The Book of Hebrews


Here we come to the difficult part of the text. The difficulty is not that the terms are not clear in the text. Rather the difficulty is that the text seems to teach truths which are contradictory to other clear teachings and doctrines of the Holy Scriptures. The text seems to teach a falling away of saints, that is, of those who once were true children of God. If this should be the teaching here it would imply that it is possible to have been a true child of God, to have been a possessor of true faith in Christ, and still to perish everlastingly in outer darkness of hell! 

Since we adhere to the principle that dogmatics may not rule over exegesis; that our dogmatic and confessional bias may not influence our interpretation, we cannot simply appeal to the confessions to interpret this text. We will need to interpret Scripture in the light of Scripture. 

Our first observation is concerning the term “those who were once enlightened.” What is the meaning of the term “enlightened?” The verb in the Greek text is “phootizoo.” The aorist passive participle is used: “tous apax phootisthentas”—the once enlightened ones. They are looked at as a class of people in distinction from those who were not enlightened. They were once and for all enlightened. This enlightenment will never be taken from them, and it cannot be repeated. The aorist tense points up the point action. It states the once and for all fact as a fact. It is not the tense which indicates completed enlightenment up to the present as one might expect in the case of those who have a saving knowledge of God in Christ. The term “enlightened” is used by the writer also in Hebrews 10:32, where we read, “But call to mind the former days in which ye were illuminated (enlightened), ye endured a great fight of afflictions.” Here the translation in the KJV of the text suggests that this is an enlightenment in a saving sense of inward, spiritual illumination in the sense of which Paul speaks of it in Ephesians 1:18. “. . . the eyes of your understanding (heart) being enlightened: that ye may know what is the hope of his calling, and what is the riches of the glory of his inheritance in the saints . . . .” In this latter passage the apostle is clearly speaking of the saving illumination, the inward calling as this accompanies the preaching of the gospel. It is evidently true that the Bible uses the term to “enlighten” in more than one sense and application of the term. 

This is evident from various passages of Holy Writ which we ought to consider briefly. In Luke 11:34-36 we read from the lips of Jesus “The light of the body is the eye: therefore when thine eye is single, thy whole body shall be full of light; but when thine eye is evil, thy body shall be full of darkness. Take heed therefore that the light that is in thee be not darkness. If thy whole body be therefore full of light, having no part dark, the whole shall be full of light, as when the bright shining of the candle doth give thee light.” We have singled out a key sentence in the above quotation by italicizing it. There is such a thing as the “light in us” to be “darkness.” Evidently there is a distinction between natural light and enlightenment which is psychological, and the enlightenment which is spiritual-ethical enlightenment whereby we have a saving knowledge of God. Christ speaks of the fact that there is an inner duplicity in those who have the mere psychical enlightenment. They are children of darkness which they are naturally enlightened. With this accords the teaching of our Lord in Matthew 6:23b “If therefore the light that is in thee be darkness, how great is that darkness!” Hence, we must have the single eye. We need the spiritual simplicity, truthfulness and uprightness of heart which loves the truth and hates the lie. And, again, we should notice what we read in John 1:9 “That was the true (real) light which enlighteneth every man coming into the world.” It is this light which comes from the Logos in the things made which enlightens “men.” Apart from this enlightenment they could not be sinners, who hate the light and do not come to the light because that their works are evil. These are they who keep the truth down in unrighteousness in unrepentance, and treasure to themselves wrath in the day of wrath and of the just judgment of God. (Romans 1:18, 21Romans 2:1-2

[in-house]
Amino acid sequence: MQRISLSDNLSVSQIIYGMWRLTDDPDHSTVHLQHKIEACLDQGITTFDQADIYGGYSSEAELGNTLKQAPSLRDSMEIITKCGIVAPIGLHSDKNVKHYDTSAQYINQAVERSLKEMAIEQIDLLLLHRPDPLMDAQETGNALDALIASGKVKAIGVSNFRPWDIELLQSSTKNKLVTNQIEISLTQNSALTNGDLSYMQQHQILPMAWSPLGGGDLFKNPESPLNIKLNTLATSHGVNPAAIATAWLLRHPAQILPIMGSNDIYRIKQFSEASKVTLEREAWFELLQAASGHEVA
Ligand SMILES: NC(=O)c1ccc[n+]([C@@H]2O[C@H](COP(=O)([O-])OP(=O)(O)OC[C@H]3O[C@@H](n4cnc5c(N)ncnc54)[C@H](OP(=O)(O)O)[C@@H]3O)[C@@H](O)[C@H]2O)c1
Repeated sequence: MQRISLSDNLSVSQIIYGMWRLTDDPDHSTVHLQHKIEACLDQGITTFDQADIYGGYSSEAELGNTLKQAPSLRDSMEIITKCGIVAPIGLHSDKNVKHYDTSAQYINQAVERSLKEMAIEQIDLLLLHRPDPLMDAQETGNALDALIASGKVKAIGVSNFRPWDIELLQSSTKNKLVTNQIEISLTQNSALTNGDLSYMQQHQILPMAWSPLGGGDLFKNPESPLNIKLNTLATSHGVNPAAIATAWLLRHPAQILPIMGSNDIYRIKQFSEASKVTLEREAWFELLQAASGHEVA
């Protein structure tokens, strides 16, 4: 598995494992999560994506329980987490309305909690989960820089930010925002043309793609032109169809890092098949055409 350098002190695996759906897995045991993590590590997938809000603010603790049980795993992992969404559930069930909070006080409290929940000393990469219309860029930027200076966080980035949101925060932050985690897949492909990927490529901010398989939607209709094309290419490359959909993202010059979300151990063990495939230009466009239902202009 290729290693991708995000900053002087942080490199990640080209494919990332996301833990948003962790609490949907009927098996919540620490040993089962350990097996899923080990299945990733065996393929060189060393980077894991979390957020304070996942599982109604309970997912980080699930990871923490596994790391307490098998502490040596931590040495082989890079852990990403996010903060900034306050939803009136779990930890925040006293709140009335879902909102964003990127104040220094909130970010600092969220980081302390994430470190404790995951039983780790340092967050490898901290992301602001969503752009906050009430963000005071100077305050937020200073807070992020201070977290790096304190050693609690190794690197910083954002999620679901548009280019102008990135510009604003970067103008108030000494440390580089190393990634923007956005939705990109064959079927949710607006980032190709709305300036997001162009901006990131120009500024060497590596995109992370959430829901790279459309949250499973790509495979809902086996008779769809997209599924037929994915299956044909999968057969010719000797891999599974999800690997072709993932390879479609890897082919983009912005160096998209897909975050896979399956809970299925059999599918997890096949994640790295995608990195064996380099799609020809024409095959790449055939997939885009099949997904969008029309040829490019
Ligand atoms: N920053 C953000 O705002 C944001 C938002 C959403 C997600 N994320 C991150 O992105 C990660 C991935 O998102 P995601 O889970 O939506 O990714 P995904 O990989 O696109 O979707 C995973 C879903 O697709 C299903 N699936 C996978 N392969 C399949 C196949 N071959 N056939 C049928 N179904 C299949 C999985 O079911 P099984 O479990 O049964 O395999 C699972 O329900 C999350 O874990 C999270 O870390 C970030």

There is a sense, therefore, in which the Bible speaks of enlightenment which is tantamount to the external calling of the Gospel. We hasten to add that this “external” calling must not be misunderstood as it often evidently is. Too often the eternal calling is viewed as simply referring to the preaching of the gospel as it merely enters into the ear, so to speak. What is forgotten is, that, according to the parable of the sower in Matthew 13, the seed which is sown by the wayside really fell into the “heart” of the hearers under the preaching; it is true not in a saving sense, but in such a sense that these hearers had to react in a spiritual-ethical response. Their response was that, they, under the impulses of Satan’s work, reject the gospel. However, let, it not be overlooked that this is a rejection from the heart. It is a willful rejection because those rejecting know what they are rejecting; they reject from the “heart” which had been naturally enlightened. There must have been an operation of the Spirit even here giving them to understand in a natural way the meaning of the Gospel. Do we not read here in Matthew 13:19 “. . .then cometh the wicked one, and catcheth away that which was sown in his heart.” Surely they did understand this with their natural understanding. However, spiritually they did not understand. That is what Jesus means when he says “When one heareth the word of the kingdom and understandeth it not. . .” In a word, the light that was in them is darkness. The external calling, too, enlightened them “so that by hearing ye shall hear, and shall not understand; and seeing ye shall see and shall not perceive.” It is that which Isaiah speaks of in the sixth Chapter, where he asks: “Lord, how long? And he answered, until their cities be wasted. . . .” It is the Word of God to Isaiah which said “Go and tell this people, Hear ye indeed but understand not; and see ye indeed but perceive not. Make the heart of this people fat, and make their ears heavy and shut their eyes; lest they see with their eyes, and hear with their ears, and understand with their heart, and convert and be healed.”